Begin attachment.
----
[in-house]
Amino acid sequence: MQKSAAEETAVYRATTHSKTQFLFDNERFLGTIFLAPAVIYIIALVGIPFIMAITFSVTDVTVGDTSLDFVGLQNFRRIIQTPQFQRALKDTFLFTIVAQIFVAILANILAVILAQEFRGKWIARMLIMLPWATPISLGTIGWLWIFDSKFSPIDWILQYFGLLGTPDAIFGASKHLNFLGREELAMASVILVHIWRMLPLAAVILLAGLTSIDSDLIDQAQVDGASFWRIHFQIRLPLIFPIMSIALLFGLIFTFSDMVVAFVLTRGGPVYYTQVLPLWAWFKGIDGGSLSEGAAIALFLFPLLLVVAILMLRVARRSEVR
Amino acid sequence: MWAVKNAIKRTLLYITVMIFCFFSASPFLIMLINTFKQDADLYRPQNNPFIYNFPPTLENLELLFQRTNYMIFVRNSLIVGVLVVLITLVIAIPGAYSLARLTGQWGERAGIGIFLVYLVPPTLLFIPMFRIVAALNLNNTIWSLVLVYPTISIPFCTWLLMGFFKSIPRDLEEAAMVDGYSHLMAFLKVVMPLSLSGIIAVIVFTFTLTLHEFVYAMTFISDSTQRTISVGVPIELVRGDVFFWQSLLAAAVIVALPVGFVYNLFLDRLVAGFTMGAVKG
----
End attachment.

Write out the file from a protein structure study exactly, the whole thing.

[in-house]
Amino acid sequence: MQKSAAEETAVYRATTHSKTQFLFDNERFLGTIFLAPAVIYIIALVGIPFIMAITFSVTDVTVGDTSLDFVGLQNFRRIIQTPQFQRALKDTFLFTIVAQIFVAILANILAVILAQEFRGKWIARMLIMLPWATPISLGTIGWLWIFDSKFSPIDWILQYFGLLGTPDAIFGASKHLNFLGREELAMASVILVHIWRMLPLAAVILLAGLTSIDSDLIDQAQVDGASFWRIHFQIRLPLIFPIMSIALLFGLIFTFSDMVVAFVLTRGGPVYYTQVLPLWAWFKGIDGGSLSEGAAIALFLFPLLLVVAILMLRVARRSEVR
Amino acid sequence: MWAVKNAIKRTLLYITVMIFCFFSASPFLIMLINTFKQDADLYRPQNNPFIYNFPPTLENLELLFQRTNYMIFVRNSLIVGVLVVLITLVIAIPGAYSLARLTGQWGERAGIGIFLVYLVPPTLLFIPMFRIVAALNLNNTIWSLVLVYPTISIPFCTWLLMGFFKSIPRDLEEAAMVDGYSHLMAFLKVVMPLSLSGIIAVIVFTFTLTLHEFVYAMTFISDSTQRTISVGVPIELVRGDVFFWQSLLAAAVIVALPVGFVYNLFLDRLVAGFTMGAVKG